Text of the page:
Tuesday, November 9, 2010

Witnesses Allowed to Attend Trial By Video Conferencing: Huge Cost Saving to Plaintiff

In reasons posted on the BC Supreme Court Website on November 8, 2010, Madam Justice Beames, of the Supreme Court of BC, gave reasons ordering, pursuant to section 73(2) of the British Columbia Evidence Act, that a number of expert witnesses and lay witnesses could testify in a brain injury trial, taking place in Kelowna British Columbia, by way of video conferencing rather than attending in person.  This decision is significant because ordinarily the witnesses would have to have attended the trial in person.  The majority of the witnesses in the case lived in Ontario and it was estimated it would have costs more than $50,000 to bring them all out to testify due to travel expenses and expert fees for travel time. 

When a plaintiff goes to Court to prove his or her case the plaintiff is responsible to pay all of the reasonable and necessary out of pocket expenses to prove the case.  If the plaintiff wins the losing party must pay the expenses back.  If the plaintiff loses, the plaintiff is responsible for the expenses.  In cases were doctors and experts have to be flown in from far away the costs can mount quickly and this can add a lot of risk to a plaintiff who will be responsible for the expenses if they are not successful at the end of the case.  This decision regarding the application of section 73 of the Evidence Act allows Plaintiffs the option to use a more cost effective option when proving their cases if they have out of town witnesses.  In the decision Madam Justice Beames stated as follows:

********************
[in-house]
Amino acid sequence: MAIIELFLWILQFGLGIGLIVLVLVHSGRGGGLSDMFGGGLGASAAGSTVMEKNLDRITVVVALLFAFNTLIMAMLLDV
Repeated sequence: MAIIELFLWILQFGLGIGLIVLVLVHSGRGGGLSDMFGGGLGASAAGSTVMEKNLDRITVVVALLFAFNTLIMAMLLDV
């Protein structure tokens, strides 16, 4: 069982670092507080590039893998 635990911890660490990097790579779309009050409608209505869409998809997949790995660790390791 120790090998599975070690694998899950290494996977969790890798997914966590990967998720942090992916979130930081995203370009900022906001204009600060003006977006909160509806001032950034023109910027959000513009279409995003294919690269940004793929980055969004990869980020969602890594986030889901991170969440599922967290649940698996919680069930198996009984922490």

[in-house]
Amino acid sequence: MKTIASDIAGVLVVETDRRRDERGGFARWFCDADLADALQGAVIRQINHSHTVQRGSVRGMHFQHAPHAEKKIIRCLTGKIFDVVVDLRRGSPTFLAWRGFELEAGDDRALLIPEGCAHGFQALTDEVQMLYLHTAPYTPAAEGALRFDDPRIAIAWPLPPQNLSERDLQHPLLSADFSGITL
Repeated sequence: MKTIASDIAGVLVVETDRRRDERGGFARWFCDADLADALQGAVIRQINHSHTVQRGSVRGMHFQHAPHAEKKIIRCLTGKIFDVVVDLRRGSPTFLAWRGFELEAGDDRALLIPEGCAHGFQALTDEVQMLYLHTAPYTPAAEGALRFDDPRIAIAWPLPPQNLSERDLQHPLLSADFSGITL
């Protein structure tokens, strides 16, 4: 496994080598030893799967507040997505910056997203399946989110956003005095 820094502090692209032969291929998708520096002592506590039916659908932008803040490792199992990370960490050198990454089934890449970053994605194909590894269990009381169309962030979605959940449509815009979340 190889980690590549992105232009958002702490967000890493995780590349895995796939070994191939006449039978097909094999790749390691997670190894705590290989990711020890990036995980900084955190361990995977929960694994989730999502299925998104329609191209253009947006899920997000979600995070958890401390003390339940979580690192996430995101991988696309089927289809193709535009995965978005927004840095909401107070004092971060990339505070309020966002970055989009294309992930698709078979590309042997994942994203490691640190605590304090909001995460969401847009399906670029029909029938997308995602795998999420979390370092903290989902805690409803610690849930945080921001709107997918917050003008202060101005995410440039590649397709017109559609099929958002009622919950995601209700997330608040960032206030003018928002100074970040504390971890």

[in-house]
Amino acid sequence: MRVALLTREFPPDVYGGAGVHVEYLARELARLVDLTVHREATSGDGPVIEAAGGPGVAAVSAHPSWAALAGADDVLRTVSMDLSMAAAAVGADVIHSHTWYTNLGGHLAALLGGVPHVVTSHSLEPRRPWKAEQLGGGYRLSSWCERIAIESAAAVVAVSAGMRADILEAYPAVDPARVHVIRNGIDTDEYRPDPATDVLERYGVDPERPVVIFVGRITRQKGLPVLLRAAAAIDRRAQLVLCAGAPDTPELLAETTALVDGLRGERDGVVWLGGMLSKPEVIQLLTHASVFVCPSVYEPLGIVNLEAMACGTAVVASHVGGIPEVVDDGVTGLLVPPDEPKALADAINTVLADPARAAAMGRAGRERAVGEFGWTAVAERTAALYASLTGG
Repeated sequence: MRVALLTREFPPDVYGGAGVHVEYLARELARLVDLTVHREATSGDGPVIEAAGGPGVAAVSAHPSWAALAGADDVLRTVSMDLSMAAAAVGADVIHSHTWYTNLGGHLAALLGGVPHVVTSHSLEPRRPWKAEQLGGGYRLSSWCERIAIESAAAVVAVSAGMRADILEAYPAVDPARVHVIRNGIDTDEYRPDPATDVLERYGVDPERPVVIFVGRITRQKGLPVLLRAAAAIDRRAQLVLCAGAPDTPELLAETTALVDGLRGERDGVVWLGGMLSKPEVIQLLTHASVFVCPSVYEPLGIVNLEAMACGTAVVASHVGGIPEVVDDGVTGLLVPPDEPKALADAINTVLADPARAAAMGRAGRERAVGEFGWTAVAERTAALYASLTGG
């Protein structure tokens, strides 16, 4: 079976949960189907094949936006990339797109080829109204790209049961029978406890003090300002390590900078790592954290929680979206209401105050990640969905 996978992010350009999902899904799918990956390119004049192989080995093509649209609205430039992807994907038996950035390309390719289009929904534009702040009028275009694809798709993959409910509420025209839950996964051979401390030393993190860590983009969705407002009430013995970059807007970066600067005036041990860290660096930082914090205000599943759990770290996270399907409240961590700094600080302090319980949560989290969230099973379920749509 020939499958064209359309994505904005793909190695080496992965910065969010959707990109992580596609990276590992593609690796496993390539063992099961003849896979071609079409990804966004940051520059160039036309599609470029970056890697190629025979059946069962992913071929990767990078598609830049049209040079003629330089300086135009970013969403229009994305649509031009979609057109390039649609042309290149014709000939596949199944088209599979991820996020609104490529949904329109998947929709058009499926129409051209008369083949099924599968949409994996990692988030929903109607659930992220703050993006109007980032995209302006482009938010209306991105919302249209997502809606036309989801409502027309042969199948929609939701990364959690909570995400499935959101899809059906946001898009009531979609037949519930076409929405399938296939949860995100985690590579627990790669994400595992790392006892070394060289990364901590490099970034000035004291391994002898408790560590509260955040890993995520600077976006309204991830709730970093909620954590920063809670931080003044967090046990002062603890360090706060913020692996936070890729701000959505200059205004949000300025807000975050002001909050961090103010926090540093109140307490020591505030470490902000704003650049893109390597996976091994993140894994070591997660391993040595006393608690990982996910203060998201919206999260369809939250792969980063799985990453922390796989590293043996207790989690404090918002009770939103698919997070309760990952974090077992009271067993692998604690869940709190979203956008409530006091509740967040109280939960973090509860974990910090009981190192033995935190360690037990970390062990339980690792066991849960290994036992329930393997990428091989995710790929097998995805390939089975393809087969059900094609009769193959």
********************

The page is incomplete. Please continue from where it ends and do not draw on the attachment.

[8]             The defendant says that s. 73(2) is intended to apply in relatively rare circumstances, and to individual or a limited number of witnesses. He says that there is no authority for what the plaintiff proposes, namely to call 11 of his 28 witnesses via videoconference, over an estimated 22 hours. He says that five of the lay witnesses, whose evidence may bear on the largest component of the plaintiff’s claim, his loss of opportunity to earn income, are in fact key witnesses, rather than “not so important” witnesses. The defendant says that credibility of the witnesses is a central issue, and that credibility cannot adequately be assessed if the witnesses are called by way of videoconference rather than being physically present in the courtroom. It is the defendant’s position that the cost of having the witnesses attend in Vernon for the trial pales in comparison to the multi‑million dollar claim being advanced by the plaintiff. It is his position that it would be fundamentally unfair to limit the defendant’s counsel’s ability to have a full and complete cross-examination of the witnesses, which he says can only occur if the witnesses are physically present in the courtroom. Of particular concern to the defendant are the plaintiff’s expert witnesses who were specifically retained for litigation purposes as opposed to being treating physicians. Those three witnesses are Dr. Berry and Dr. Scher, both of whom practice in Ontario, and Dr. Travlos, who practices in Vancouver. The defendant asserts all three are important witnesses. They were retained after the action had been commenced in Vernon, British Columbia, which, the defendant points out, was the plaintiff’s choice. The defendant proposes, as an alternative to the use of videoconferencing, that the evidence of the witnesses in Ontario be taken by commission from a location in Ontario, with plaintiff’s counsel, defence, and the court travelling to Ontario for that purpose.